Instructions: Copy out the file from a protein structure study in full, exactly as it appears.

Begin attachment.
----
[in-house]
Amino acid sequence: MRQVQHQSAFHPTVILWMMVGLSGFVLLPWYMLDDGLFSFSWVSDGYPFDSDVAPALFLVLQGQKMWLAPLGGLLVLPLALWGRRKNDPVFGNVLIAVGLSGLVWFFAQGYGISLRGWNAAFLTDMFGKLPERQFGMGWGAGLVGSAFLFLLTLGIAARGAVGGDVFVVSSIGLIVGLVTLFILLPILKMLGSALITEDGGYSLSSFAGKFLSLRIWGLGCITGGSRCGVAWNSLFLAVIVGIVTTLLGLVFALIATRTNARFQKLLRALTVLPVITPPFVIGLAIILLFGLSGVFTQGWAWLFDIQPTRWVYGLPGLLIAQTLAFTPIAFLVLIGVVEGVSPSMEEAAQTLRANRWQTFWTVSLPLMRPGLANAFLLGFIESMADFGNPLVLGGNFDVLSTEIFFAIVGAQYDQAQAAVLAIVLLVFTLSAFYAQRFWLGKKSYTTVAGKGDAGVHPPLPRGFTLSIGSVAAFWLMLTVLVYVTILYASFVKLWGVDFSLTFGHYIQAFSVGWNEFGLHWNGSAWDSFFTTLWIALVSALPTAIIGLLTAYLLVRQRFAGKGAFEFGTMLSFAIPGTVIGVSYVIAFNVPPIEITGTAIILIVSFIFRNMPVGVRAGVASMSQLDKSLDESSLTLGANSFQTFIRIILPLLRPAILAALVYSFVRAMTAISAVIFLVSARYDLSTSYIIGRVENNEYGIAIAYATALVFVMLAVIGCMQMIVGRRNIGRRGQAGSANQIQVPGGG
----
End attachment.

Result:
[in-house]
Amino acid sequence: MRQVQHQSAFHPTVILWMMVGLSGFVLLPWYMLDDGLFSFSWVSDGYPFDSDVAPALFLVLQGQKMWLAPLGGLLVLPLALWGRRKNDPVFGNVLIAVGLSGLVWFFAQGYGISLRGWNAAFLTDMFGKLPERQFGMGWGAGLVGSAFLFLLTLGIAARGAVGGDVFVVSSIGLIVGLVTLFILLPILKMLGSALITEDGGYSLSSFAGKFLSLRIWGLGCITGGSRCGVAWNSLFLAVIVGIVTTLLGLVFALIATRTNARFQKLLRALTVLPVITPPFVIGLAIILLFGLSGVFTQGWAWLFDIQPTRWVYGLPGLLIAQTLAFTPIAFLVLIGVVEGVSPSMEEAAQTLRANRWQTFWTVSLPLMRPGLANAFLLGFIESMADFGNPLVLGGNFDVLSTEIFFAIVGAQYDQAQAAVLAIVLLVFTLSAFYAQRFWLGKKSYTTVAGKGDAGVHPPLPRGFTLSIGSVAAFWLMLTVLVYVTILYASFVKLWGVDFSLTFGHYIQAFSVGWNEFGLHWNGSAWDSFFTTLWIALVSALPTAIIGLLTAYLLVRQRFAGKGAFEFGTMLSFAIPGTVIGVSYVIAFNVPPIEITGTAIILIVSFIFRNMPVGVRAGVASMSQLDKSLDESSLTLGANSFQTFIRIILPLLRPAILAALVYSFVRAMTAISAVIFLVSARYDLSTSYIIGRVENNEYGIAIAYATALVFVMLAVIGCMQMIVGRRNIGRRGQAGSANQIQVPGGG